Posts Tagged ‘otolith’




The days lasted for years back then.

Summer was a lifetime.


He took me out on the lake in our boat

and when we had reached the deeper waters

he’d cut the motor and we’d set the anchor.


The waves made blue conversation with the hull.

There were weeds, I am sure. There always were,

in green profusion floating along the surface.


We would have dug for earthworms that morning

beneath a weed pile in the shade

of the weeping willow.

Now he pulled them out of the can

and guided my hands to string their thick,

pink bodies along the hooks.


We cast and sat. Perhaps we talked.

The red and white bobbers translated

what might be happening below.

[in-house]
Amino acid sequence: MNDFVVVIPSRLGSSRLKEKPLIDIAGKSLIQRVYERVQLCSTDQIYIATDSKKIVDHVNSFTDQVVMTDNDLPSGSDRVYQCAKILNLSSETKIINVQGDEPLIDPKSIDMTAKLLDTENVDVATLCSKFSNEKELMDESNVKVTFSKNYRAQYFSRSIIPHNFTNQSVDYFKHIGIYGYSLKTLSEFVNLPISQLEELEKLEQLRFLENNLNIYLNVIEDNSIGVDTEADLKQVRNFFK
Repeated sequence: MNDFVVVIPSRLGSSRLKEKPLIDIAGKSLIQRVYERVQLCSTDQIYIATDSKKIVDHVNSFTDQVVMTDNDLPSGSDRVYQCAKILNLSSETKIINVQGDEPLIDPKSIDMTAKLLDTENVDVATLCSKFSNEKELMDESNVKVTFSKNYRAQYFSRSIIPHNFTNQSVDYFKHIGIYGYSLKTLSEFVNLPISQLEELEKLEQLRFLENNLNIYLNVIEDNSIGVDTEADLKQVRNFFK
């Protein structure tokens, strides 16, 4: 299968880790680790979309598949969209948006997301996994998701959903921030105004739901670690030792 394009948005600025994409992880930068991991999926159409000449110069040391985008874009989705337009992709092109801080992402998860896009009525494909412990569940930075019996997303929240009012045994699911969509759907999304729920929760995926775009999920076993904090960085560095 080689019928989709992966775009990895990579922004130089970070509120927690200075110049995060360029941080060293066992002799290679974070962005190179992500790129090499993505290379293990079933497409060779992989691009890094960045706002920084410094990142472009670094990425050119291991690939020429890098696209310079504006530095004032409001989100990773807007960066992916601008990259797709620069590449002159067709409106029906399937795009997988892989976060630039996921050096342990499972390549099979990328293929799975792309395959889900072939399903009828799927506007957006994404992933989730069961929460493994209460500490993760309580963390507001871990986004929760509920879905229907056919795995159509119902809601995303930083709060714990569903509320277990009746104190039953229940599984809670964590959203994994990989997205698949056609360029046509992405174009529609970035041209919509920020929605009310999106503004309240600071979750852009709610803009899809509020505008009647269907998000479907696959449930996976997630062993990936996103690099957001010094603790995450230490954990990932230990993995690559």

We pulled up bluegills, crappies, sunfish,

and perch and threw the larger ones into the bucket

of lake water we used to keep them alive until supper.


Then I caught a drum, and my father’s eyes

glittered like sun on the swells. He pulled

out his knife and carved into the fish

just above the gills.


From the flesh, from the blood, from the death

he withdrew two flat white stone-like things—

otoliths, he said. They were strangely polished,

smooth and shiny, like pearls, like ivory.


He dropped them into my hand. I received them

as treasure, pronouncing the strange word

over and over. Otoliths. Otoliths.

I did not yet know that beautiful things

don’t last.


I held them in my hand the whole ride home.

They are gone, decades ago. What remains

is what I choose to remember—

the scent of the lake rising up. The

slapping of the waves. The diamonds

in my father’s eyes when he realized

he could share with me a secret

about beauty and its hiding places.


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